Outdoor Renovations

Tips for building a granny flat

Get the lowdown 
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Building a granny flat on your property can lead to many great benefits, most of which have nothing to do with your grandmother. From a teenage drop zone to a work-from-home space or a fully fitted-out artist studio, to a self-contained dwelling and hard-working investment as an Airbnb, a granny flat can form an entire income stream at the bottom of your garden.Traditionally built for ageing parents, the granny flat is now in hot demand for teenagers and young couples, thanks to rising property prices.

Other than the obvious positives like increasing your property value and the flexibility to house guests, hiking gear and use it for seasonal storage, a granny flat can also be a neat little sanctuary away from home but still within your home – a tidy escape from where you can work on personal projects, read books or enjoy your own company. Some new home builders opt to build a granny flat to lock-up stage and move into it, then turn their attention to building their main house over a longer period as budget allows. Once complete, they can move into the big house and rent out the granny flat to recoup their costs.

Do I need permission to build a granny flat in my backyard?

To establish whether your backyard’s size and aspect warrant the space transformation, first check the regulations in place with your local planning authority. Your yard needs to be big enough to house a separate dwelling (usually from around 450sqm) and then you can expect size limitations on the structure itself (usually from around 60sqm to 90sqm in some states). Building regulations and planning permissions differ from state to state and council to council, so it’s wise to establish before you begin whether your yard has adequate dimensions and access to necessary services.

If you’re fortunate enough to have the space, here are five things to consider when planning, commencing and throughout construction.

1. Make it simple and seamless

Despite grandiose architectural ambitions, the project scope to build a granny flat should be kept to the essentials. Think of a small, compact detached housing unit so the planning and building process should be smaller in look and feel to make a seamless connection between the main house and the flat by specifying similar building materials.

Tips for building a granny flat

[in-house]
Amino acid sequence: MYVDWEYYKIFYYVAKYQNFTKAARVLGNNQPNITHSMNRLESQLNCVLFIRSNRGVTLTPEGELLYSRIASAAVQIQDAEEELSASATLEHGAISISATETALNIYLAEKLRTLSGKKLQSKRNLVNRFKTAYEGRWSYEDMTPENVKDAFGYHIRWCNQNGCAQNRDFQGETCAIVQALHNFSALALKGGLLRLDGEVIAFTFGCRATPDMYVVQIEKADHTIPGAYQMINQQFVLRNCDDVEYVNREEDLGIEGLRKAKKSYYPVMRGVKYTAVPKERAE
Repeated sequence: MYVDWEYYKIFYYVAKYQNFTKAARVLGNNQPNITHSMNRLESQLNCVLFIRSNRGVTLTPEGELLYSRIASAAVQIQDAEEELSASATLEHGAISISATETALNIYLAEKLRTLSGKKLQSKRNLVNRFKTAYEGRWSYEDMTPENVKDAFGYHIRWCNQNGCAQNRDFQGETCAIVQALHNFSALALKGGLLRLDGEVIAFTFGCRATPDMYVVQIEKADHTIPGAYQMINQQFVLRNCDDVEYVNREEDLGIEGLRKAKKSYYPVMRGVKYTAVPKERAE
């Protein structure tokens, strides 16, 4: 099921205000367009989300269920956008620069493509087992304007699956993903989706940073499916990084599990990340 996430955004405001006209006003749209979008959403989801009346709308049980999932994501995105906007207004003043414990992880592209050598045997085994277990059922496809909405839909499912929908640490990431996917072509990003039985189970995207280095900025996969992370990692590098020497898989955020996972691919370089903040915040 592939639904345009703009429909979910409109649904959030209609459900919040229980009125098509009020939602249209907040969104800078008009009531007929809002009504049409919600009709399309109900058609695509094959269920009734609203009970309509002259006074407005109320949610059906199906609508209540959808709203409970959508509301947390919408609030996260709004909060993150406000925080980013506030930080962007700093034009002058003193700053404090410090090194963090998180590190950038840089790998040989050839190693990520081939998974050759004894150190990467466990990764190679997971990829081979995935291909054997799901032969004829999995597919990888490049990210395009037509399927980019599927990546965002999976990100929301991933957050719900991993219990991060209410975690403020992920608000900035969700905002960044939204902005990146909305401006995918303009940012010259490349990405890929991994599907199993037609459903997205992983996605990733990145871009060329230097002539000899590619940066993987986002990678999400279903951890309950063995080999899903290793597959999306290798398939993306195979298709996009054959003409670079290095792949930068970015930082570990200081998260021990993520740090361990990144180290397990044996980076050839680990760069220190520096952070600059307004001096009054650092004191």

(Credit: Photography: Sue Stubbs)

2. Landscaping for granny flat

Consider the exterior landscape when planning to allow for planting, drainage and privacy for your granny flat. Install a path to link the two dwellings, but separate the garden areas with a gate.

Combining interior and exterior elements is a sure way to help put your innovative signature on a granny flat.

These are just a number of things to consider and that can help create your very own unique, innovative and sustainable granny flat. There are always new developments and trends that can be employed to household living, even in smaller living contexts. The important thing to remember is that a granny flat is traditionally designed for low maintenance and comfortable living – pair this with many components of household design, and the opportunities to create something special are vast.

3. Divide the living room

Incorporate everything that’s needed for daily life and don’t cut corners when planning the kitchen of your granny flat. Many overlook the most basic requirements so it’s important to allow for plenty of space to cook up a feast. Note how a well-curated collection of white finishes on the walls, cabinetry, benchtops, splashback and floor make this zone appear ultra spacious.

Even if you’re not looking to rent yours out, but more as a sustainable second home option if you’re looking to renovate your main house or in the event of a natural disaster, a fully equipped kitchen will prove its worth down the track.

Divide the living room from the kitchen with an island bench or open-style cabinetry that can house the fridge and a bank of cabinets. White framed windows and doors on all sides of the floor plan, up high and down low, ensure the flat is flooded with natural light. Just add streamlined roller blinds for when you require privacy. 

4. Go for a neutral kitchen

Tips for building a granny flat
(Credit: Anastasia Kariofyllidis)

5. Make it feel like home

Add kitchen knick-knacks to make the granny flat feel like home.

6. Bathroom

For a mod look in the bathroom, go for tiles in pared-back tones and a glossy white vanity. Add colour with your towels.

Tips for building a granny flat
(Credit: Anastasia Kariofyllidis)

7. Add a round table

A round table is a fab way to use limited space, and still allows you to comfortably host a couple of guests. As far as styling goes, hang your favourite artwork nearby to create a window into another world.

Tips for building a granny flat
(Credit: Jessica Reftel Evans)

This article originally appeared on Better Homes and Gardens.

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